Is Kagan’s guide to the Constitution WWTD? 

That’s WWTD, as in “What Would Thurgood Do?”

There are grounds for wondering if that might indeed be the case with Solicitor General Elena Kagan, President Obama’s nominee for the Supreme Court to replace the retiring Justice John Paul Stevens.

Kagan has long admired Justice Thurgood Marshall, having clerked for him during the Court’s 1987-88 term. He was the nation’s first Black Supreme Court justice, as well as the first Black Solicitor General and the main impetus behind the legal effort to secure the landmark Brown v. Board of Education ruling that did away with “separate but equal” public schools.

During her confirmation hearing as Solicitor General, Kagan talked at some length about her admiration for Marshall, and noted that he expected his clerks to evaluate petitions for the Court to accept a particular case for review as if they were him.

“He was asking us, in the context in those cert petitions, to channel him and to think about what cases he would want the court to decide,” Kagan said. “And in that context, I think all of us were right to say, ‘Here are the cases which the court is likely to do good things with from your perspective, and here are the ones where they’re not.’”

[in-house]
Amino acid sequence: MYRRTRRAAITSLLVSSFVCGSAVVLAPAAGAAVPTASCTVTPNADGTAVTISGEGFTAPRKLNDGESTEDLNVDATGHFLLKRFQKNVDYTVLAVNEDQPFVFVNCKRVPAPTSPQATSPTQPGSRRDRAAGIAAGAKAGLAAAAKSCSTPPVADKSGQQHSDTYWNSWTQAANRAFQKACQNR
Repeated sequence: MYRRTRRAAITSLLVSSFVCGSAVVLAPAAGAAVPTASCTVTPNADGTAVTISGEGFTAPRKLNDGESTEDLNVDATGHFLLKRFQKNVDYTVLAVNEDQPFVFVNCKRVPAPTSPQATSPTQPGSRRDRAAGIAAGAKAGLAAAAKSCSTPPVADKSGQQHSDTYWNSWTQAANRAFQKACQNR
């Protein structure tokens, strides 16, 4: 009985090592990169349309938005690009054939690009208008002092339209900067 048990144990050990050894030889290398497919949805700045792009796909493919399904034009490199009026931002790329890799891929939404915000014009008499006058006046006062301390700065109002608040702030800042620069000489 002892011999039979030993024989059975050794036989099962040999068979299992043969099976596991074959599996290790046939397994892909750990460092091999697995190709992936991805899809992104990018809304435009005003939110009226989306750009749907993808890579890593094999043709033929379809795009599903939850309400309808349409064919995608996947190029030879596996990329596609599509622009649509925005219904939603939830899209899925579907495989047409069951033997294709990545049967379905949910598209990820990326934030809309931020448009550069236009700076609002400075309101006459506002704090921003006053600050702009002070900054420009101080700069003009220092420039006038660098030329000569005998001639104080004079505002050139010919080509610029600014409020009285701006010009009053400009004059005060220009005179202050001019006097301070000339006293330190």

You can read the entire Bloomberg piece from which that quote was taken here.

Of course, asking a clerk to evaluate a writ of certiori as if he or she was the Justice is not the same thing as saying you would be guided by the same principles as guided the Justice.

Still, there is no doubt that a Justice Kagan would almost certainly be very much influenced by the approach and thoughts of Justice Marshall.

I wonder what might be the reaction if instead of Kagan and Marshall, the discussion here concerned John Roberts saying he would be greatly influenced in his role on the Court by President Ronald Reagan.

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Mark Tapscott

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